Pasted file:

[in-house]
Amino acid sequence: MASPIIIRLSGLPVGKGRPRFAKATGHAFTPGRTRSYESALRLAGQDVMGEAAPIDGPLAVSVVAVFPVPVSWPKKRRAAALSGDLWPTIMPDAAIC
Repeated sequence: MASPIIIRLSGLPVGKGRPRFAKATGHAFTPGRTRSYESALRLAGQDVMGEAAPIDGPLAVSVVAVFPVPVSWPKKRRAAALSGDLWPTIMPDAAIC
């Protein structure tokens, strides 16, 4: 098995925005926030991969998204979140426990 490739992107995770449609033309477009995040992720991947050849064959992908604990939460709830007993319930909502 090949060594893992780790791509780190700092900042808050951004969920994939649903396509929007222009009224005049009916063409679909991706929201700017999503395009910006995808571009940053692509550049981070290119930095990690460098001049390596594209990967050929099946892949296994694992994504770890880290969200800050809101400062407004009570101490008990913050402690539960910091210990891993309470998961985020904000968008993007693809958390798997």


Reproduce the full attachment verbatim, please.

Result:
[in-house]
Amino acid sequence: MASPIIIRLSGLPVGKGRPRFAKATGHAFTPGRTRSYESALRLAGQDVMGEAAPIDGPLAVSVVAVFPVPVSWPKKRRAAALSGDLWPTIMPDAAIC
Repeated sequence: MASPIIIRLSGLPVGKGRPRFAKATGHAFTPGRTRSYESALRLAGQDVMGEAAPIDGPLAVSVVAVFPVPVSWPKKRRAAALSGDLWPTIMPDAAIC
């Protein structure tokens, strides 16, 4: 098995925005926030991969998204979140426990 490739992107995770449609033309477009995040992720991947050849064959992908604990939460709830007993319930909502 090949060594893992780790791509780190700092900042808050951004969920994939649903396509929007222009009224005049009916063409679909991706929201700017999503395009910006995808571009940053692509550049981070290119930095990690460098001049390596594209990967050929099946892949296994694992994504770890880290969200800050809101400062407004009570101490008990913050402690539960910091210990891993309470998961985020904000968008993007693809958390798997």